The Fraternitie or Guylde of Saint George in London:
The Origins of the Honourable Artillery Company
On August 25th, 1537 King Henry VIII of England granted a charter to a group of London volunteer soldiers as a guild or fraternity of Saint George. They exist today as the oldest unit in the British Army, the Honourable Artillery Company. The Company has served in many different roles from an officer training center for the London Trained Bands of the sixteenth and seventeenth century to a regiment of motorized artillery in the second world war.
The City of London had a long tradition of military service to the crown prior to the reign of Henry VIII, including large contingents of archers. A Unit of 80 city archers clothed in red and white accompanied Edward III to Crecy and some 500 archers were provided him the year before the battle of Poitiers.
The decline in archery and the introduction of the handgun in England led Henry VIII to encourage the science of "artillary". The sixteenth century English concept of artillary was somewhat different then what we know today. The Charter which Henry granted was to a "Felliship of Artillary" which was to be known as the "Maisters and Rulers and Cominalitie of the Fraternitie or Guylde of Artillary of Longbowes Crosbowes and Handegonnes." The term Infantry was of French origin and not in common use in England until the middle of the seventeenth century.
While the purpose of the guild was the maintenance of "the Science and Feate of Shootinge" it was much more than simply a sixteenth century gun club. The membership consisted of many of London's better citizens. One of the original four masters of the guild was Sir Christopher Morres, a courtier to Henry and Master of the Royal Ordnance. Something of the status of members can be seen by the exception to certain sumptuary laws in effect in England. Members of the guild were, by the terms of the Charter, allowed to wear silk and velvet, furs and embroideries.
During the reign of Elizabeth I the Guild was known by such titles as "The Company exercising Arms in the Artillery Garden". The Artillery Garden was a field where both the guild and the Gunners of the Tower practised. The gunners taught the science of shooting "great" artillery to such pupils as naval gunners, while the guild taught the use of "small" artillery. Eventually the two groups argued and the guild found a different site which was named the New Artillery Garden. When the threat of the Spanish Armada loomed in 1588, the guild provided officers for the City of London Trained Bands. These officers were referred to as "Captains of the Artillery Garden".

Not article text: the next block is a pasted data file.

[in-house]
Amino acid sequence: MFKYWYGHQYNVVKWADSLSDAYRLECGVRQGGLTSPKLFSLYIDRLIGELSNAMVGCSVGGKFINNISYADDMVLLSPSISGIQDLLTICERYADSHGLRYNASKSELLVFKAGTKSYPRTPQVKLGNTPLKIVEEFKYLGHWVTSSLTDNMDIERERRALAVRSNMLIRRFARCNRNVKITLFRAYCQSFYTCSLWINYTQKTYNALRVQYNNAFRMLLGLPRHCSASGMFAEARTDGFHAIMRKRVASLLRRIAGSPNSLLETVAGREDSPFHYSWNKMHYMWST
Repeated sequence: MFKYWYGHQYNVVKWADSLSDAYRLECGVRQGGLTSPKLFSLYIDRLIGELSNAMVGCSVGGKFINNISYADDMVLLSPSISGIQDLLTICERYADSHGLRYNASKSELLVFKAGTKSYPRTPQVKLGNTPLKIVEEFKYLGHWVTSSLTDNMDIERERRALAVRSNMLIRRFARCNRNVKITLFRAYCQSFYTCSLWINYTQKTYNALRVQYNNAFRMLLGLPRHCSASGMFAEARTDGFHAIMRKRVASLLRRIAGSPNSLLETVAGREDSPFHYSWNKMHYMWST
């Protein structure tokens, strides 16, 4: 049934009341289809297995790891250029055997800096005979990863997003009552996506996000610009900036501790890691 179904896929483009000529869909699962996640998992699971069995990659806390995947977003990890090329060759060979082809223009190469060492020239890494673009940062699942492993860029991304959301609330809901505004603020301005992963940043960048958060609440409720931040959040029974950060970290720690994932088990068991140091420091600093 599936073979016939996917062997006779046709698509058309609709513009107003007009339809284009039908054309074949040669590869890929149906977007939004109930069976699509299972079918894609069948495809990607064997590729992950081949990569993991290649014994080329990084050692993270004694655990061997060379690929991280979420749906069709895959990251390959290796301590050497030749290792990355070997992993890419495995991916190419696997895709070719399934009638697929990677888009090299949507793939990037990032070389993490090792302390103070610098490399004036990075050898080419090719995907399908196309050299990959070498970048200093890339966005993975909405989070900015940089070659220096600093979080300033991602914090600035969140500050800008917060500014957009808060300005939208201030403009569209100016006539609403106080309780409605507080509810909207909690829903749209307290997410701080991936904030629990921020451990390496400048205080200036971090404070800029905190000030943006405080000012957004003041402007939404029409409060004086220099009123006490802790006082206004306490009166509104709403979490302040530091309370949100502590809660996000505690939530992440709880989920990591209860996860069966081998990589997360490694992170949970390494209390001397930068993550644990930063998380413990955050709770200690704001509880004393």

In the years preceding the Civil War, the study of military matters and the practicing of the new "postures" and formations developed on the continent were much in fashion. Guilds were formed around the country using the fraternitie of Saint George as the model. The Guild's members were in the vanguard of English military scholarship. Many of the books of military theory and practice were written by members or members of rival companies which sprouted up in other parts of England.
The English Civil War saw many of the members rise to prominent positions on both sides. While the guild officially took no part in the war, the majority of members who served seem to have sided with Parliament. This is perhaps to be expected as London and her trained bands provided the core of the Parliamentary Army which defeated Charles I. According to the historian G.G. Walker, the officers of the London regiments "...were selected from Captains of the Trained Bands, and almost all the officers of these units whose names can be traced are to be found in the roll of members of the Artillery Company."
Philip Skippon, for example, was the Captain of the Artillery Company from 1639-1660. Although appointed by Charles I to the post of Captain, he served as "Sergt-Major General" in the Parliament and later the New Model Army. It was he who trained and led the infantry of the New Model Army under Sir Thomas Fairfax. Appointed as one of the judges of Charles I, Skippon refused to be a party to regicide.
Some members of the Company fought on the Royalist side and this division probably contributed to the lack of new members during the war. Between 1644 and 1654 no new members were admitted. After the restoration the Company was reorganized and exists until this day. However that story is out of our period.
1 Walker, G. Goold, The Honourable Artillery Company 1537-1947, Aldershot: Gale and Polden Ltd, 1954, p..8.
2 All quotes are from the charter as reprinted in Walker pp.2-5.